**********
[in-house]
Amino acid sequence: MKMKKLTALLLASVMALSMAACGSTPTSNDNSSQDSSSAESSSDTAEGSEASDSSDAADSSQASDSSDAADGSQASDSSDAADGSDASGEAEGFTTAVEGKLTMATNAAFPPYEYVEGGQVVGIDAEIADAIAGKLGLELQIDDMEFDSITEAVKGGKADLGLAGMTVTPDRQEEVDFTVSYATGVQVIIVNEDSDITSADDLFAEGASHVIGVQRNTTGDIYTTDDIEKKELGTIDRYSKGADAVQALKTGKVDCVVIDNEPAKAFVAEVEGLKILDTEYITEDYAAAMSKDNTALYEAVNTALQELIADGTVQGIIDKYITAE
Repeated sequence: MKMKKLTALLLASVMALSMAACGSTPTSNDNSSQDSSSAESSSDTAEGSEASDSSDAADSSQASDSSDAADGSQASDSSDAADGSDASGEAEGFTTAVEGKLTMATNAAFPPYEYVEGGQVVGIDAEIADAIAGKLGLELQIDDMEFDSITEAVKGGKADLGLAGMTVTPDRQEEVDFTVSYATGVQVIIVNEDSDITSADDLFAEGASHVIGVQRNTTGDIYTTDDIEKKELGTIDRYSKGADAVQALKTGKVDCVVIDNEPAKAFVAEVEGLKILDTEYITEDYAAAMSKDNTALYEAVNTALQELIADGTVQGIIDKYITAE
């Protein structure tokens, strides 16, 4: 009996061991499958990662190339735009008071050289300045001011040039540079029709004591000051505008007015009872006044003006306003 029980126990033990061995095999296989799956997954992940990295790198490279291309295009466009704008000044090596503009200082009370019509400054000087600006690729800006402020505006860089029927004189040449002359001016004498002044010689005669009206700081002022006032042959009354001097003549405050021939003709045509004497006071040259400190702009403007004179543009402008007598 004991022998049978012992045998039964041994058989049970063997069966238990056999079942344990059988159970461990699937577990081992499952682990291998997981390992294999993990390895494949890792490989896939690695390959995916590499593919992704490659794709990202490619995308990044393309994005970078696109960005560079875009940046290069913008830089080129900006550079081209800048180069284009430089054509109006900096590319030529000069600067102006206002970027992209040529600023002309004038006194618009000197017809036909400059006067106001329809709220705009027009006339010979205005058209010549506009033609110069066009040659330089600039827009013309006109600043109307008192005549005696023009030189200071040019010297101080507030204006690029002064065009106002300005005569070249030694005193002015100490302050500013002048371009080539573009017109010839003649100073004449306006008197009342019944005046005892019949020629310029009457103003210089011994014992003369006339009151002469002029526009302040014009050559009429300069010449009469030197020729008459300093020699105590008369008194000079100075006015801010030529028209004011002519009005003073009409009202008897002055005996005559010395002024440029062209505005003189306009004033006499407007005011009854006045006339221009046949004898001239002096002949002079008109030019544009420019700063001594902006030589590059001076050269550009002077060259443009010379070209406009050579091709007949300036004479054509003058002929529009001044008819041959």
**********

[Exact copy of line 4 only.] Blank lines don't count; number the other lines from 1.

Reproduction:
């Protein structure tokens, strides 16, 4: 009996061991499958990662190339735009008071050289300045001011040039540079029709004591000051505008007015009872006044003006306003 029980126990033990061995095999296989799956997954992940990295790198490279291309295009466009704008000044090596503009200082009370019509400054000087600006690729800006402020505006860089029927004189040449002359001016004498002044010689005669009206700081002022006032042959009354001097003549405050021939003709045509004497006071040259400190702009403007004179543009402008007598 004991022998049978012992045998039964041994058989049970063997069966238990056999079942344990059988159970461990699937577990081992499952682990291998997981390992294999993990390895494949890792490989896939690695390959995916590499593919992704490659794709990202490619995308990044393309994005970078696109960005560079875009940046290069913008830089080129900006550079081209800048180069284009430089054509109006900096590319030529000069600067102006206002970027992209040529600023002309004038006194618009000197017809036909400059006067106001329809709220705009027009006339010979205005058209010549506009033609110069066009040659330089600039827009013309006109600043109307008192005549005696023009030189200071040019010297101080507030204006690029002064065009106002300005005569070249030694005193002015100490302050500013002048371009080539573009017109010839003649100073004449306006008197009342019944005046005892019949020629310029009457103003210089011994014992003369006339009151002469002029526009302040014009050559009429300069010449009469030197020729008459300093020699105590008369008194000079100075006015801010030529028209004011002519009005003073009409009202008897002055005996005559010395002024440029062209505005003189306009004033006499407007005011009854006045006339221009046949004898001239002096002949002079008109030019544009420019700063001594902006030589590059001076050269550009002077060259443009010379070209406009050579091709007949300036004479054509003058002929529009001044008819041959």